So here is the thing. Most of us believe, me included that focus is the key to better productivity and meaningful life.
Srini Pillay thinks otherwise.
Dr. Srini Pillay is Assistant Professor of Psychiatry (Part-Time) at Harvard Medical School. He is also an executive coach, technology innovator and author of the 2017 book Tinker Dabble Doodle Try: Unlock the Power of the Unfocused Mind. He was Director of the Outpatient Anxiety Disorders Program at McLean Hospital and was Director of the Panic Disorders Research Program in the Brain Imaging Center. There, he spent 17 years studying functional brain imaging.
He wrote an article in HBR around the time the above book was released and elaborated on his findings around how the wandering mind contributes to productive output. In his book he covered “how specific kinds of planned unfocus stimulate cognitive calmness, jumpstart productivity, enhance innovation, inspire creativity, improve long-term memory, and, of course, help you stay on target.”
How does this work?
Unfocus leads the brain to go into DMN or “default mode network”. Using nearly 20% of bodies energy it “activates old memories, goes back and forth between the past, present, and future, and recombines different ideas.” This recombining, accessing the inaccessible leads “to better decision making” and tunes “into other people’s thinking, thereby improving team understanding and cohesion.”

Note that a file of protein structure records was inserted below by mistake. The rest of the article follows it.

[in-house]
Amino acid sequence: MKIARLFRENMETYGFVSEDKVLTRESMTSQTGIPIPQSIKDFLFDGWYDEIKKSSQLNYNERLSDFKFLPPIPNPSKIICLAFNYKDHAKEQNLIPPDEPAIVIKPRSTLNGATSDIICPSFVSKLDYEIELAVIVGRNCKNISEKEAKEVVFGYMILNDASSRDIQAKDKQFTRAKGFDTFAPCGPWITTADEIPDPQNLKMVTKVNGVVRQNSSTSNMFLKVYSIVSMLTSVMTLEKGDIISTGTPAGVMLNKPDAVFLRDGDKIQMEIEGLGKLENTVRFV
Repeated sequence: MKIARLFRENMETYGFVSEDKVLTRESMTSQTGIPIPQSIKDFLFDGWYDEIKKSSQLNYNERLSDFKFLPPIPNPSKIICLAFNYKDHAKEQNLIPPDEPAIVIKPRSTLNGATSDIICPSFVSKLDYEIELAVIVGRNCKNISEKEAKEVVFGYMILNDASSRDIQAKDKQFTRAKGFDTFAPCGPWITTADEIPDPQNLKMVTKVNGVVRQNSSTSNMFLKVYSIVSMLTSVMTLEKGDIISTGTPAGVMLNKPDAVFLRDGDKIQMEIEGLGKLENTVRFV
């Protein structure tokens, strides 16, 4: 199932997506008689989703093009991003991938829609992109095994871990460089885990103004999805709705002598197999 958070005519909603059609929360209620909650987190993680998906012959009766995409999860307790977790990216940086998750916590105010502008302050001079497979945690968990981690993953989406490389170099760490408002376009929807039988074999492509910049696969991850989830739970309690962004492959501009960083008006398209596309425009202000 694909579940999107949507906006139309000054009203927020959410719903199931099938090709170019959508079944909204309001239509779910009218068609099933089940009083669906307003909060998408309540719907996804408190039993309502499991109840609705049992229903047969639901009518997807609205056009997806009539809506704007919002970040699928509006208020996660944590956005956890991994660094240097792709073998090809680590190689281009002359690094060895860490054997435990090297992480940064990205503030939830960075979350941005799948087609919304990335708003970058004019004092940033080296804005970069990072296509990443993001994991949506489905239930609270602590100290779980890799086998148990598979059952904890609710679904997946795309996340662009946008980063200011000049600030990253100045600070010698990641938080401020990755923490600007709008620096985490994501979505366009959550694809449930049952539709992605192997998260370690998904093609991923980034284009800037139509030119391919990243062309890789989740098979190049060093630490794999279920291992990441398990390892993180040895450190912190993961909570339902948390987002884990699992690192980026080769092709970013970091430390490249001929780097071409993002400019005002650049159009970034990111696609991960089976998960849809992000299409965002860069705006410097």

Srini Pillay outlines some techniques that you may apply to activate DMN –
Using positive constructive daydreaming (PCD): Unlike day dreaming you choose a involuntary muscle memory dependent activity like knitting or gardening (urban drivers in slow moving traffic filled roads do this all the time, with considerable risk I must add) and let your mind wander.
Taking a nap: 10 minutes and you wake up with a clearer mind, 90 minutes and you got a “more complete brain refreshing”.
Pretending to be someone else: Role playing can help “get you out of your own head, and allow you to think from another person’s perspective”
46.9% of our days are spent with out minds wandering away from the task we are doing. Instead of fighting this natural renewal of our brain we should learn to leverage it to “update information in the brain, giving us access to deeper parts of ourselves and enhancing our agility, creativity and decision-making too.”